• Tim Lundmark says:

        Rambling,
        I think what I am looking for from Susan is the tools to heal myself. I am sure by talking I will find that courage.

  3. Dan Bahr says:

    It is hard even in the best of times we can feel the darkness looming over us as if that is the comfort we know and belong to. The extremes are never easy. Hopefully they can just even out. It is horrible that sometimes people just hope for the monotone existence

    • Tim Lundmark says:

      Dan,
      Welcome! In my life I have not spent much time being basedlined. I am either high above that line or far below. The hard part is they swing from one extreme to the other and becomes draining on my mind.

  4. My brother battles demons similar to yours. He goes along fine for a while, but, inevitably, he stumbles down into the pitch black hole of self-loathing. My dad called this morning to tell me that younger brother has gone over the edge again and we both know that, one of these times, he may go all the way to the place of no return.

    I suspect that both you & my brother suffer from the same problem: you steadfastly refuse to face your demons head-on. Every time you catch a glimpse of the demon, it scares you. So, you run away from it under the mistaken idea that you can somehow outrun it.

    But it ALWAYS catches up. Yes, you may be able to fool yourself into thinking you can “get better” without having to meet your demon face-to-face, but down deep you know it’s not true.

    As your loving wife has pointed out, you have a choice. You can continue to try to evade the demon and, if this is the choice you choose, your life will continue to resemble a yo-yo, up & down…up & down…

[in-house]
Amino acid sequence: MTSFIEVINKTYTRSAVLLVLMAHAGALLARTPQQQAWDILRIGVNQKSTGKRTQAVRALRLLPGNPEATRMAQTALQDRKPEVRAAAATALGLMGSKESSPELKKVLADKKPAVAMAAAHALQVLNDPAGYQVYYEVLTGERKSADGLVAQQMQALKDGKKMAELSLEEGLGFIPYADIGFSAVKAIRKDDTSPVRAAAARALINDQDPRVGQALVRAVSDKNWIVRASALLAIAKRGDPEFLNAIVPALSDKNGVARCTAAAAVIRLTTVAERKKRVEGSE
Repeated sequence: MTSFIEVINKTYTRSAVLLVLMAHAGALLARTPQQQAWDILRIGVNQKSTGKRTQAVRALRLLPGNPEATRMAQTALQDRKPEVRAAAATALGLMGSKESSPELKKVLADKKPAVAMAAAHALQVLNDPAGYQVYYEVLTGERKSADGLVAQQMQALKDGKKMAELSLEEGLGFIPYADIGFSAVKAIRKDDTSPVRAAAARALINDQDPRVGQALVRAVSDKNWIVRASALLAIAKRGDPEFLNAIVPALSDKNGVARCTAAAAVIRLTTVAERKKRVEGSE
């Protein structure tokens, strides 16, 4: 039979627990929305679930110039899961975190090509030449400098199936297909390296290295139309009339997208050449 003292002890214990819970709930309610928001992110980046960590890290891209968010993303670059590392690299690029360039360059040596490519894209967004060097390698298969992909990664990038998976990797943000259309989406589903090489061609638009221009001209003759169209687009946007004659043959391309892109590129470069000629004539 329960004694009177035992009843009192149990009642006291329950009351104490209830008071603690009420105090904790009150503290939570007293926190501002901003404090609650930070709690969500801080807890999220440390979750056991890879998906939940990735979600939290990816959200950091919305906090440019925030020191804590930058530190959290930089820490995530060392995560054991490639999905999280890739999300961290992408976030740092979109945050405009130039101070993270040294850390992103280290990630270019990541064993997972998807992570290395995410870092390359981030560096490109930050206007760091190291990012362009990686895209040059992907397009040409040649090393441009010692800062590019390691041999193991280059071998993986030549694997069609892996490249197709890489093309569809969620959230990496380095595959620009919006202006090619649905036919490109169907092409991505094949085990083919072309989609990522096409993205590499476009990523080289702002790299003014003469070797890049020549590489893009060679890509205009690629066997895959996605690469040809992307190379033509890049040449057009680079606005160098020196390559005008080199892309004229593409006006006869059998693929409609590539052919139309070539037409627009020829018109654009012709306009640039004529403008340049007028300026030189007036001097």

On the other hand, you can decide once and for all to face the demon and defeat it. Will this battle be frightening? Hell yes!! Will this battle be painful? You better believe it!! Will you sometimes feel like it’s a losing battle? Of course you will!!

    It won’t be easy, but it can be done, IF you are willing to see it through.

    • Tim Lundmark says:

      Rambling,

      This is the first time in mylife I am serious about therapy. I hope to battle these “demons” I am afraid to take stock into my life and look at how I created many of my problems. I look at my past and see me being victimized. It is easier knowing others did bad to you; instead of the hurt I caused.

  5. johanna says:

    Perhaps it’s not demons you are trying to escape. Check out this poem by Francis Thompson: (This is only part of it) He was an opium addict that was very unhappy with his life.

    “I fled Him, down the nights and down the days;
    I fled Him, down the arches of the years;
    I fled Him, down the labyrinthine ways
    Of my own mind; and in the mist of tears
    I hid from Him, and under running laughter.
    Up vistaed hopes I sped;
    And shot, precipitated,
    Adown Titanic glooms of chasmed fears…….”

    It’s a long, somewhat difficult poem to understand but I think you would like it in its entirety. Make sure to read the end. Let me know if you like it. It’s called, “Hound of Heaven”.
    Ps. I hope your depression is short lived. I am sorry you have to endure these dark periods.

    • Tim Lundmark says:

      Johanna,
      I did like the poem. I do not believe it is demons; I also do not believe it is addiction. In my past I struggled with drugs. I let them control me, but for 3 years I have not been interested in them. I wish I could fast forward to the end of my therapy and feel the freedom instead of having to fight through the yucky feelings of my past.